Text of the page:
horses, pensioned by their owners.
Through the efforts of the directors of the Red Acre Farm Association, and especially of Mr.
Merwin, president of the Boston Work Horse Parade Association, a bill has just passed the Massachusetts legislature which permits the commissioner, or other officer in charge of the fire department, police department, street or sanitary departments, of any city or town, instead of selling the city’s incapacitated’ horses, to transfer them to the custody of Red Acre 171 that would otherwise die of overwork and starvation, cold and pain; finds good homes and masters for horses still fit to work; and instructs poor and ignorant persons in the proper care of their beasts.
The directors of Red Acre Farm have many times called the attention of the police, of the humane societies, and of the public generally to the fraudulent trade in worn-out horses.
This is carried on extensively by small groups of dealers who perpetrate the most shocking cruelties Veteran driver class.
John Francis Kelly. 1st prize for long service. (42 years for R.
Brigham.) Farm, or to any other charitable society which will agree to give them proper care.
This act was suggested by a New York State law, which, however, applies to the fire department horses of New York City only.
The Red Acre Farm Association also provides care and treatment for disabled horses, whose owners cannot afford to pay for their keeping, or can pay but a small sum; it makes a practice of rescuing old and incurably lame or diseased horses, upon the horse, and who live by cheating poor and ignorant men.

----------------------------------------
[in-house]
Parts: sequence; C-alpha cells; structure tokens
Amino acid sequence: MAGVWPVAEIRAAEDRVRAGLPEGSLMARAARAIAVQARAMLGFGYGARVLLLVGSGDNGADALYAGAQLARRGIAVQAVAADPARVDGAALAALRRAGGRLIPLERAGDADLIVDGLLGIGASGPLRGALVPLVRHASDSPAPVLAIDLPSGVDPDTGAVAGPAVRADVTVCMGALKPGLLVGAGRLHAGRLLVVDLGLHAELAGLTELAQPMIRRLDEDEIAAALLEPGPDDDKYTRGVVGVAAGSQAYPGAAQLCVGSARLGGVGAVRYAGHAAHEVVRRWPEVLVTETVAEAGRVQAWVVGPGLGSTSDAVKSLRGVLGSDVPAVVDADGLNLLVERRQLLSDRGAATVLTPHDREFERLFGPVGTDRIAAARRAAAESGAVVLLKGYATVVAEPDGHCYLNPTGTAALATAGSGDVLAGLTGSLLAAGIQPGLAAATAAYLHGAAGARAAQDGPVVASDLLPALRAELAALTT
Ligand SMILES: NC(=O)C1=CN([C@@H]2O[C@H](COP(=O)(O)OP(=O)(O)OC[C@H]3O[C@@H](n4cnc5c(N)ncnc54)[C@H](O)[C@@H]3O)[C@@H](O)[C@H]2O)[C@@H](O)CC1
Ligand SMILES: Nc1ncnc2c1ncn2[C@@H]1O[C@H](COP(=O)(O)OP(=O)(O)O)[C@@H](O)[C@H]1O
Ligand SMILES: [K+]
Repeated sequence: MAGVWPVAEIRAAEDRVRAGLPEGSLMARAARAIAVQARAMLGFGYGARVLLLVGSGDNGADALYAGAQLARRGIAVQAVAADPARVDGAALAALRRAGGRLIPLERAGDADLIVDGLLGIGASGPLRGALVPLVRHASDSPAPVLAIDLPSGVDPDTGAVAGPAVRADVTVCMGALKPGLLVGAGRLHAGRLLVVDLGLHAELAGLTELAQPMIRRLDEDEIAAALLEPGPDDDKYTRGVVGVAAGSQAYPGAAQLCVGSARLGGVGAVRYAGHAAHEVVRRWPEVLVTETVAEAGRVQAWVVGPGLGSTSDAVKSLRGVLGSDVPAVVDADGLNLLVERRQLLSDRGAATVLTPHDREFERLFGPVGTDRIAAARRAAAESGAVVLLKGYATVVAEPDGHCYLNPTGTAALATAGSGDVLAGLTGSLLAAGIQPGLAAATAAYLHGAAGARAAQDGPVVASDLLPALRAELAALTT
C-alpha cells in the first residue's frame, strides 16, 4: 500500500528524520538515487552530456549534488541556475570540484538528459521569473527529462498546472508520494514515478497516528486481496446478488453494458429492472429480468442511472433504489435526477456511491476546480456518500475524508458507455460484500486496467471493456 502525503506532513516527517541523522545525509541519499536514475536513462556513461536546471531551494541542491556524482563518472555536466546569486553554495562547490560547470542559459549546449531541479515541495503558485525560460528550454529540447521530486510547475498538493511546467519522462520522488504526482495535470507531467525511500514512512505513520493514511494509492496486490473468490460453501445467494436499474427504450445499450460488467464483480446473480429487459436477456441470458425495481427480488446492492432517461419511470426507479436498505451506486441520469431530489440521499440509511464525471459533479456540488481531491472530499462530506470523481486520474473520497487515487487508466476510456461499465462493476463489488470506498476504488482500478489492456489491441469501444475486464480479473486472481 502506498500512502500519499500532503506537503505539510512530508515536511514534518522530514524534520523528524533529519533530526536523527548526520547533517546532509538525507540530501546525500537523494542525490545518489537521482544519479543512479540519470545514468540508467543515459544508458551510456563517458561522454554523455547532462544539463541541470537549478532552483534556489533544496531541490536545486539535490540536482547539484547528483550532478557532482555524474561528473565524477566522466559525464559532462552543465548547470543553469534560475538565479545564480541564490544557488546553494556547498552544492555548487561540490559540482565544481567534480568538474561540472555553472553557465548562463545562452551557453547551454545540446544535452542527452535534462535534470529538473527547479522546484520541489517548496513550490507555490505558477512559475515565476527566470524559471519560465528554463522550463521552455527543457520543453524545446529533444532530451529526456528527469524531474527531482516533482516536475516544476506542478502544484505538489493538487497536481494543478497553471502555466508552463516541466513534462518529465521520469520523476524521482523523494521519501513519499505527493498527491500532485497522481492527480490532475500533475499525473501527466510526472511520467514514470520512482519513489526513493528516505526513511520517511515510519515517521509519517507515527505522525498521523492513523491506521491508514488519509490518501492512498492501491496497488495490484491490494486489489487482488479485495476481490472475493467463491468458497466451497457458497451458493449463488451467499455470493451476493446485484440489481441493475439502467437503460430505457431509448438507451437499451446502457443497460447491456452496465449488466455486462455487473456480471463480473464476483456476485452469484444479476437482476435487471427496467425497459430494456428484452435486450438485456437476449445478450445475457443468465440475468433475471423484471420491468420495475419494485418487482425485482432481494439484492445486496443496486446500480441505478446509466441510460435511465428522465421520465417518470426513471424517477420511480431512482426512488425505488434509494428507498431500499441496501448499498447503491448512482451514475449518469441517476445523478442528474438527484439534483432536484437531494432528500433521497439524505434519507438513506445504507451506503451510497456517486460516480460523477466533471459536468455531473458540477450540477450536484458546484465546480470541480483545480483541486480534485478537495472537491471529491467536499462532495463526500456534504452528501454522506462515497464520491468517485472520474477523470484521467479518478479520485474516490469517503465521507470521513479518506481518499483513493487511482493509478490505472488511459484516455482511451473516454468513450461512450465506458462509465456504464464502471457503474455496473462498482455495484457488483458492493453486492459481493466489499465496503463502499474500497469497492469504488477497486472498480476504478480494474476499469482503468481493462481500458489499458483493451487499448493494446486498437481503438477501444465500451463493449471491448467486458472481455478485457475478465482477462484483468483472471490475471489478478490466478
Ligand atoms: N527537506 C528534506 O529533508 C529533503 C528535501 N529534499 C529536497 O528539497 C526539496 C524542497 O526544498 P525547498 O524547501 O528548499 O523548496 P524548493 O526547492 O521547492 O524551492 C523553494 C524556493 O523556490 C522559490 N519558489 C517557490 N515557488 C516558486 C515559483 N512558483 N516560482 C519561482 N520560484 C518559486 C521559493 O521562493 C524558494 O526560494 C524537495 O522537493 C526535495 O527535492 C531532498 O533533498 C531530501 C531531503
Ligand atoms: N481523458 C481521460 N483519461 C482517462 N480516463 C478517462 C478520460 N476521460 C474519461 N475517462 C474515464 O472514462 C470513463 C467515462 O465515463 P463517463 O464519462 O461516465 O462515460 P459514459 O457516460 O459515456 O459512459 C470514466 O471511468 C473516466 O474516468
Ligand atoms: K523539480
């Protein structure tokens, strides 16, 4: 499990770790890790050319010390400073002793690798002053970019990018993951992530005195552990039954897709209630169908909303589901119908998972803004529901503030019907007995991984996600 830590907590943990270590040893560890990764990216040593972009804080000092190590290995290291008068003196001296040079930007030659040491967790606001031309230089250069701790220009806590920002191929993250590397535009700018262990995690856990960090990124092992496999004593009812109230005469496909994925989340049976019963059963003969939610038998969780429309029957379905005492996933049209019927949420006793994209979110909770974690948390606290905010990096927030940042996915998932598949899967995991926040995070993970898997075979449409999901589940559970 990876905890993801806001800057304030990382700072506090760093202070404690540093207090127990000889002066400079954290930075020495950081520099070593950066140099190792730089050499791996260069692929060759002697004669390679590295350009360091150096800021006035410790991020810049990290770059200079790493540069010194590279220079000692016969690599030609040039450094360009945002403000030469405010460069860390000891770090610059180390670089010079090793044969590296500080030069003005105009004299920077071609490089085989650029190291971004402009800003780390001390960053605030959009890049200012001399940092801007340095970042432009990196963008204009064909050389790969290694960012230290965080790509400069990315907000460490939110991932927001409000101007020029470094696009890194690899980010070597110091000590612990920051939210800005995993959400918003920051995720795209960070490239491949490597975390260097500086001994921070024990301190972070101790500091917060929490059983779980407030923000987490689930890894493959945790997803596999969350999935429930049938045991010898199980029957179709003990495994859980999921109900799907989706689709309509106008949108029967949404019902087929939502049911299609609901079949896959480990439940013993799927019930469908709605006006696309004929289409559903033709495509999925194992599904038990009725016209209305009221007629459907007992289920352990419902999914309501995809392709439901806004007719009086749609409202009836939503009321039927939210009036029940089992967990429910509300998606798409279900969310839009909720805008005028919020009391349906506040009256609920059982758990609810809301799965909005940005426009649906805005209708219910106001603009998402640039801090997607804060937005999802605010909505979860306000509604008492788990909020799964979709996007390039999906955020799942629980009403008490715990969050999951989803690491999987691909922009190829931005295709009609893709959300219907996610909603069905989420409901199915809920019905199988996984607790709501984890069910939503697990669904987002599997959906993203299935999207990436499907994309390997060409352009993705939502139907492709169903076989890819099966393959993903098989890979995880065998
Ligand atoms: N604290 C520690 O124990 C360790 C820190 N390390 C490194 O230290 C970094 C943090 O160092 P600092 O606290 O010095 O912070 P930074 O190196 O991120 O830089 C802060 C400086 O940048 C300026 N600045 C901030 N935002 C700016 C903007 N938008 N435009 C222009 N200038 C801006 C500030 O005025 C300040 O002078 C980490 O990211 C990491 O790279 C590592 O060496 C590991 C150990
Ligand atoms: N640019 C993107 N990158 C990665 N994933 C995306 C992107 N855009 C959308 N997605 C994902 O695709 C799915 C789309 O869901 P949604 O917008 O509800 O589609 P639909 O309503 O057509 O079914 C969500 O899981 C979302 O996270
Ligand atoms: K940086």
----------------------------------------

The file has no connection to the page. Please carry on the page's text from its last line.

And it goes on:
Their system is as follows: One of them buys for a trifle a horse afflicted with lameness, the heaves, or other trouble.
He applies some powerful and often excruciatingly painful treatment, such as pouring lead shot down a horse’s throat to hide the symptoms of heaves, which has the effect of concealing the defect for a few hours, and the horse is sold, perhaps for fifty dollars, and is taken home by his new owner.
The next General view of the Boston Work Horse Parade at the junction of Commonwealth Avenue and Beacon Street. Helping the Work Horses day, when the horse has proved to be worthless, and is in great misery from the reaction of the drug or treatment administered to him, another dealer, who is in the conspiracy, comes along, buys the horse for a few dollars, and sells him again to a new customer after another course of treatment, and so it goes on until the wretched animal expires.
Half a dozen dealers can make a living in this manner out of a comparatively small number of horses.
A wave of indignation would be aroused if the extent of the traffic in poor old horses were realized.
The Boston Transcript says: “There is a large traffic in broken-down, wornout, diseased and suffering horses, and jockeys of the most degraded character make a precarious living from it.
Recently, in one day, at Lowell, fourteen horses were sold by auction, the highest price for any one of them being ten dollars.
In one day, at one auction stable in Boston, ten horses were purchased at prices ranging from three to seven dollars.
If a horse can walk to the knacker’s he may be worth three dollars, and the wretched animal is often bought for one dollar upon the chance that he may be able to make the journey without dropping dead on the way.